Category Archives: potpourri

Golf in My Backyard – II

A week or so ago I posted about a little plastic golf ball being stuffed in a hole in the big apple tree in my backyard.

This afternoon I was raking leaves and I saw – there was one in there again!

Someone, or something, picked up one I had left out on the lawn, most likely, and jammed it in there.

And I mean jammed. After I got it out, which isn’t easy, I put it back in again see how much work it would take.

The answer is, lots.

I pressed hard with my thumb, and that didn’t get it in, so I pressed with the heel of my hand and that did it.

I am just flummoxed.

Maybe I need to set up a night vision camera with a motion detector like the wildlife photographers use.

Golf In My Back Yard

My more recent videos were shot in my back yard. I would like to show a reverse view and point out things that happen when I am not looking.

The first picture looks from the house back to the mat (arrow on the left) where I stand during filming. I hit plastic balls off that all the time.

The arrow in the center points to a hole in the tree into which someone once stuffed one of my plastic golf balls.

And I mean stuffed. I had to use a scratch awl to get it out and it wasn’t easy.

That was last year.

Do you see something orange in the hole? (Click the image)

Here’s a closeup.

I thought the first ball had been stuffed in there by the guys who prune the tree every other year as a joke, but this orange ball was stuffed in there a few days ago and I have been the only person to go into the back yard, and I didn’t do it!

So! That means some THING, some critter, is doing this for some animal reason, and it must be a good one, and it must be a big animal, because it takes a lot of force to wedge that ball in there.

All I can think of is a raccoon or a opossum.

That’s golf in my back yard.

A Few Odds and Ends

Lexi Thompson
We know she can play. She’s the golfer Michelle Wie was supposed to have been. What I’m reading everywhere, though, is the remarkable maturity, poise, and grace that she has. Writers always follow that up with “…for someone who’s only 17.” Well, some people have had it from birth and she’s one of them. She meets the fans, signs autographs until no one is left, and genuinely enjoys it. She has a unique combination of thriving on engaging the public and being a top-notch golfer. You’re looking at the future face of the LPGA, a future which could start this year.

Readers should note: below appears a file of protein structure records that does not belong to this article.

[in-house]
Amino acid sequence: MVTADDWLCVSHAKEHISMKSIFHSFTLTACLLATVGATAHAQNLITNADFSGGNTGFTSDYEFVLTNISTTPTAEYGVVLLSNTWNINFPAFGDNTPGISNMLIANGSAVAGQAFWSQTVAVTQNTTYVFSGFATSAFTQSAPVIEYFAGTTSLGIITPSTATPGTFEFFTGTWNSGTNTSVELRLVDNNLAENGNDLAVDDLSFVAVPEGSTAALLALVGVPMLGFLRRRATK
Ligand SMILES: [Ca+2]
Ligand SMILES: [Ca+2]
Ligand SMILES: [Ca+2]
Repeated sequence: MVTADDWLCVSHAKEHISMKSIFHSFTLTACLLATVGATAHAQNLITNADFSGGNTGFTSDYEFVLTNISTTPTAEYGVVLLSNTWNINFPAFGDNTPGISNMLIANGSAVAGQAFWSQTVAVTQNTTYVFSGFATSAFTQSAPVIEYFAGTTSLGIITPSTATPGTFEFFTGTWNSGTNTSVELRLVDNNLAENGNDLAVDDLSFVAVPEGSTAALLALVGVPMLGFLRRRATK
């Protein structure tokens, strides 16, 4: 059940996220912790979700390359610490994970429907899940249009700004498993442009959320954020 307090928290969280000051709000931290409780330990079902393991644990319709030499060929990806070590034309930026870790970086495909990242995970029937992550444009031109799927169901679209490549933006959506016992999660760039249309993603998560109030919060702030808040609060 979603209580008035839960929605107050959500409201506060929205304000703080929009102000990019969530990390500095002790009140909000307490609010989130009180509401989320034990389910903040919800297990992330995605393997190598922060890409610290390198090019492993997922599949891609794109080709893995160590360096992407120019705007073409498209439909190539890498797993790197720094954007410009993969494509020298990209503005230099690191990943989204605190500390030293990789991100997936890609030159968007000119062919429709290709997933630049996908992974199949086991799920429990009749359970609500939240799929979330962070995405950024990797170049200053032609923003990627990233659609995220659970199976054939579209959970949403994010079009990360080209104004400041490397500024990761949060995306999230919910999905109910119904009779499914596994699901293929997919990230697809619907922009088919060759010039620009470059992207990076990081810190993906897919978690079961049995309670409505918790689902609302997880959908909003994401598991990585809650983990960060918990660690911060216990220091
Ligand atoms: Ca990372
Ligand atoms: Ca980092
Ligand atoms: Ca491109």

West Coast Swing
This is my favorite time of the tournament year. There are three distinctly different tournaments back to back. The Humana at TPC Scottsdale is a fan-fest, the AT&T (I still want to call it the Crosby) is played on three beautiful courses, and the Northern Trust is held at another old, classic, beautiful course. If the TV cameras showed us only the 10th hole at Riviera, a 315-yard par 4 where you have to work to get your par, and bogeys and doubles are there for the taking, I would have no complaints.

Rocketballz 3-wood
This club is getting heavy advertising on the golf broadcasts. Bloggers who review it just love it and report that this truly is a different club. My son tried out all the 3-woods in the pro shop and found that this one was in a class of its own. Easy to hit off the ground, the ball going straighter and longer, this club seems like a fantasy come true. You could even use this for your driver, losing only a little distance and getting much more accuracy. For once all the talk might not be just hype.

Banning the Belly Putter/Belly Putting
No one said two words when Sergio Garcia choked away the British Open in 2007 with a belly putter. But when Webb Simpson wins twice on the PGA Tour with one, and Keenan Bradley wins a major with one, now it’s a big problem. Get this. Because of two, yes, count ’em, two, golfers, the golfing authorities are in a tizzy about belly putters. The reaction to two golfers who won tournaments they might well have won anyway is endangering the use of this club for the many thousands of amateurs who also use one.

One of the big pushes by the PGA of America is to retain active golfers and get more people started. They have a program called Golf 2.0 for this very purpose, but their partner in this effort, the USGA, is looking askance at belly putters? Maybe incoming USGA president Glen Nager’s first official act should be to say, “The belly putter is fine. We have other things to do with our time,” and move on to more important matters.

2012 is the Year of Tempo
You might not have heard that before, but it’s because I just made it up. I’m calling on all golfers to practice nothing but their rhythm and tempo this year when they hit balls at the range. Tee up everything, even your irons, to take the ground out of play, and put one smooth swing after another on the ball. Many golfers who think they have good rhythm and tempo, don’t. In their head they do, but their conception is flawed. You might even want to get a lesson to check yours. One more thing: learn to align yourself. Many times what you think is a swing flaw is only a subconscious reaction to poor alignment. Get checked out on that, too, when you have your tempo lesson.

Bomb Your Driver